Touted as one of the world's fastest chargers, this wireless model from Moshi is ideal for anyone looking to power-up their phone or AirPods in a hurry. It sports a soft, cushioned design and features a proprietary Q-coil module that allows it to charge through a case as thick as 5mm.

Buy it: Mental Floss Shop

2. Gotek Wireless Charging Music Station; $57

Gotek Wireless Charging Music Station
Rego Tech

Consolidate your bedside table with this clock, Bluetooth 5.0 speaker, and wireless charger, all in one. It comes with a built-in radio and glossy LED display with three levels of brightness to suit your style.

Buy it: Mental Floss Shop

3. BentoStack PowerHub 5000; $100 (37 percent off)

BentoStack PowerHub 5000
Function101

This compact Apple accessory organizer will wirelessly charge, port, and store your device accessories in one compact hub. It stacks to look neat and keep you from losing another small piece of equipment.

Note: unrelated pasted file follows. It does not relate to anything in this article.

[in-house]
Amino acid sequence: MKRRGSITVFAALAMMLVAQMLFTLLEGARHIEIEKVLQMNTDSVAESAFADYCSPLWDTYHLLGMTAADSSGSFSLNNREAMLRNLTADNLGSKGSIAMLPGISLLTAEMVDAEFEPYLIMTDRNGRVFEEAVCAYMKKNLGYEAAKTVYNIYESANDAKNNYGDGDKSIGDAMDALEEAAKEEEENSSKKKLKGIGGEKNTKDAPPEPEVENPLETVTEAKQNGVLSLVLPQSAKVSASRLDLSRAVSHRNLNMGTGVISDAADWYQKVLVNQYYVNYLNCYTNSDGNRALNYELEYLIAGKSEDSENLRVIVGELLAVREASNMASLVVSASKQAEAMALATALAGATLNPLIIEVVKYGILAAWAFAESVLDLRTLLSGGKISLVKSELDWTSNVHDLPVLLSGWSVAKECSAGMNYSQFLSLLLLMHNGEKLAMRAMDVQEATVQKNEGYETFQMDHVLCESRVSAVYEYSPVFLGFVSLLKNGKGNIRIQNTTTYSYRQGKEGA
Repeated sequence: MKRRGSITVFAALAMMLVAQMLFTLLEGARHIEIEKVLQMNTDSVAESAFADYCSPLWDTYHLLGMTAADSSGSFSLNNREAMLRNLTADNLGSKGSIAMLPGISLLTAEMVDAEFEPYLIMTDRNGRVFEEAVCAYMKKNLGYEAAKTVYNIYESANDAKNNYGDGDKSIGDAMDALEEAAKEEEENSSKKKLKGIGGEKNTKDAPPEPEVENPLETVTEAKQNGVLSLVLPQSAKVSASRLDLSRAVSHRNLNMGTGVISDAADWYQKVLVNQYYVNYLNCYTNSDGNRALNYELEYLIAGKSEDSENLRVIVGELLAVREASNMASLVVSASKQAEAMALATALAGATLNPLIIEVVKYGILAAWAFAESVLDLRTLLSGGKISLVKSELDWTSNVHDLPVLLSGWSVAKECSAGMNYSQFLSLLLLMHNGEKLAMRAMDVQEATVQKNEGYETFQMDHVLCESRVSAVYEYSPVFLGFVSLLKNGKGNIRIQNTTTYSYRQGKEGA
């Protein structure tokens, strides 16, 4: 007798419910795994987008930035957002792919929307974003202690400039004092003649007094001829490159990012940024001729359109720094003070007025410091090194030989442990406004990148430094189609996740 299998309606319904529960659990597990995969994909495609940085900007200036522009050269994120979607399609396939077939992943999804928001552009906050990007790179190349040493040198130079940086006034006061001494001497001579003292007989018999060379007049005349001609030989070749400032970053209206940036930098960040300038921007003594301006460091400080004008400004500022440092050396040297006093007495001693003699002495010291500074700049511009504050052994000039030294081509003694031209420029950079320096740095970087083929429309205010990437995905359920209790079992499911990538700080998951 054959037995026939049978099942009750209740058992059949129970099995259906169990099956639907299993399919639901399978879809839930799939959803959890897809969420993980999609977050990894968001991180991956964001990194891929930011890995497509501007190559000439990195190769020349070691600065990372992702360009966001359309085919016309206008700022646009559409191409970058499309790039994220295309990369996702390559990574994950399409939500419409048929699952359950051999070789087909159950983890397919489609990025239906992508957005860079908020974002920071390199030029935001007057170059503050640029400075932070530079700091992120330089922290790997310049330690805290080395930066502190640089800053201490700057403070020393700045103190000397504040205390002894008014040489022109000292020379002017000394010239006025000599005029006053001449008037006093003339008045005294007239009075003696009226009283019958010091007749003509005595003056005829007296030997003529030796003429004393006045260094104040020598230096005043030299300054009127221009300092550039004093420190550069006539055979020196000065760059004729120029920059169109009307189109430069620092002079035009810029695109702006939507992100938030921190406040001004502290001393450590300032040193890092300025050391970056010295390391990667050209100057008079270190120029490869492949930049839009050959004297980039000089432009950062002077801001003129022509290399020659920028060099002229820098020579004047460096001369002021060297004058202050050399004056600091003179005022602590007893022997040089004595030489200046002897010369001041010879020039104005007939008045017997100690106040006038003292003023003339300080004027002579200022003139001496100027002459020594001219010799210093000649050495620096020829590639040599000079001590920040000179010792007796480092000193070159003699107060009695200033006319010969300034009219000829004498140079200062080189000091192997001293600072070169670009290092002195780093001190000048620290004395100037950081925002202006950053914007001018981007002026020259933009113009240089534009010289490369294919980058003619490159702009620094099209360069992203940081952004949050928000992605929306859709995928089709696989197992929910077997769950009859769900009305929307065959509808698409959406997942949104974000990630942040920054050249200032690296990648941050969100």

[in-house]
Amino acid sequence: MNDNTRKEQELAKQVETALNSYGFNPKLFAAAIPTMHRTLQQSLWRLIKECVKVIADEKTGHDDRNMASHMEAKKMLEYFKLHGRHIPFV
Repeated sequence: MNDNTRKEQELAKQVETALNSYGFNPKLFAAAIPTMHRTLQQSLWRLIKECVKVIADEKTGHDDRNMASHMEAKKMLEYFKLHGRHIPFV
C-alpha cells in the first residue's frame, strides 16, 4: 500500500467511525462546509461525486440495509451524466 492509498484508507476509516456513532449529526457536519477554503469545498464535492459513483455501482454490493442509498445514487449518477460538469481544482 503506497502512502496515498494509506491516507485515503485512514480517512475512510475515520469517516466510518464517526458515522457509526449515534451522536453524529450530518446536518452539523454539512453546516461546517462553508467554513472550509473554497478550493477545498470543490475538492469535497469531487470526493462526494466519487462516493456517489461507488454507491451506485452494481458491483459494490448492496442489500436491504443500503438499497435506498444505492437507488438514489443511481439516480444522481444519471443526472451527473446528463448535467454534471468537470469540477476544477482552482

Buy it: Mental Floss Shop

4. Porto Q 5K Portable Battery with Built-in Wireless Charger; $85

Porto Q 5K Portable Battery with Built-in Wireless Charger
Moshi

This wireless charger doubles as a portable battery, so when your charge dies, the backup battery will double your device’s life. Your friends will love being able to borrow a charge, too, with the easy, non-slip hook-up.

Buy it: Mental Floss Shop

5. 4-in-1 Versatile Wireless Charger; $41 (31 percent off)

4-in-1 Versatile Wireless Charger
La Lucia

Put all of those tangled cords to rest with this single, temperature-controlled charging stand that can work on four devices at once. It even has a built-in safeguard to protect against overcharging.

Buy it: Mental Floss Shop

6. GRAVITIS™ Wireless Car Charger; $20 (31 percent off)

GRAVITIS™ Wireless Car Charger
Origaudio

If you need to charge your phone while also using it as a GPS, this wireless device hooks right into the car’s air vent for safe visibility. Your device will be fully charged within two to three hours, making it perfect for road trips.

Buy it: Mental Floss Shop

7. Futura X Wireless 15W Fast Charging Pad; $35 (30 percent off)